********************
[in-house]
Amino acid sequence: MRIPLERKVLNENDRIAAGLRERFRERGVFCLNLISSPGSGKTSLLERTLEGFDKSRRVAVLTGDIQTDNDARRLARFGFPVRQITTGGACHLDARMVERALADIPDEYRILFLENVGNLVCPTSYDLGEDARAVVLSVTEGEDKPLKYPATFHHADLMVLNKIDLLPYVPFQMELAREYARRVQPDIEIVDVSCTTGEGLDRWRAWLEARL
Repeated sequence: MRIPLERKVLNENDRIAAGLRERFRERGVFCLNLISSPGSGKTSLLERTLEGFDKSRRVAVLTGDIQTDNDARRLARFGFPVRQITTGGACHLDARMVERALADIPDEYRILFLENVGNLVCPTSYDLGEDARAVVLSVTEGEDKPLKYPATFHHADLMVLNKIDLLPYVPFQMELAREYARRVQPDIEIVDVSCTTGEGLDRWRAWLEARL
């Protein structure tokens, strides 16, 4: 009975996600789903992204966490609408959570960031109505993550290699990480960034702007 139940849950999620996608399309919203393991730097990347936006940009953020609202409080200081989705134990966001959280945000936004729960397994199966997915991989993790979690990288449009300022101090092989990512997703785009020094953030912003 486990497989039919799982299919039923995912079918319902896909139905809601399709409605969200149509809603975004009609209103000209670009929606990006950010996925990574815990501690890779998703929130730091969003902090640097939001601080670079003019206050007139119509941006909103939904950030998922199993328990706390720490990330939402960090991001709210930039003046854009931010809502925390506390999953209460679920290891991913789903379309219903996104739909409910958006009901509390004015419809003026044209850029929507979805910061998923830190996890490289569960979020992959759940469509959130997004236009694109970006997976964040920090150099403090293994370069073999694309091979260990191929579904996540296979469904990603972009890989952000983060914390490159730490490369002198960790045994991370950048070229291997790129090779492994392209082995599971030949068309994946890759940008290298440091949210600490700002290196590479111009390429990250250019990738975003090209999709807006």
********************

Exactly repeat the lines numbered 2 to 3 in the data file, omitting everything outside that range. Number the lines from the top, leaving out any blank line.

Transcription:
Amino acid sequence: MRIPLERKVLNENDRIAAGLRERFRERGVFCLNLISSPGSGKTSLLERTLEGFDKSRRVAVLTGDIQTDNDARRLARFGFPVRQITTGGACHLDARMVERALADIPDEYRILFLENVGNLVCPTSYDLGEDARAVVLSVTEGEDKPLKYPATFHHADLMVLNKIDLLPYVPFQMELAREYARRVQPDIEIVDVSCTTGEGLDRWRAWLEARL
Repeated sequence: MRIPLERKVLNENDRIAAGLRERFRERGVFCLNLISSPGSGKTSLLERTLEGFDKSRRVAVLTGDIQTDNDARRLARFGFPVRQITTGGACHLDARMVERALADIPDEYRILFLENVGNLVCPTSYDLGEDARAVVLSVTEGEDKPLKYPATFHHADLMVLNKIDLLPYVPFQMELAREYARRVQPDIEIVDVSCTTGEGLDRWRAWLEARL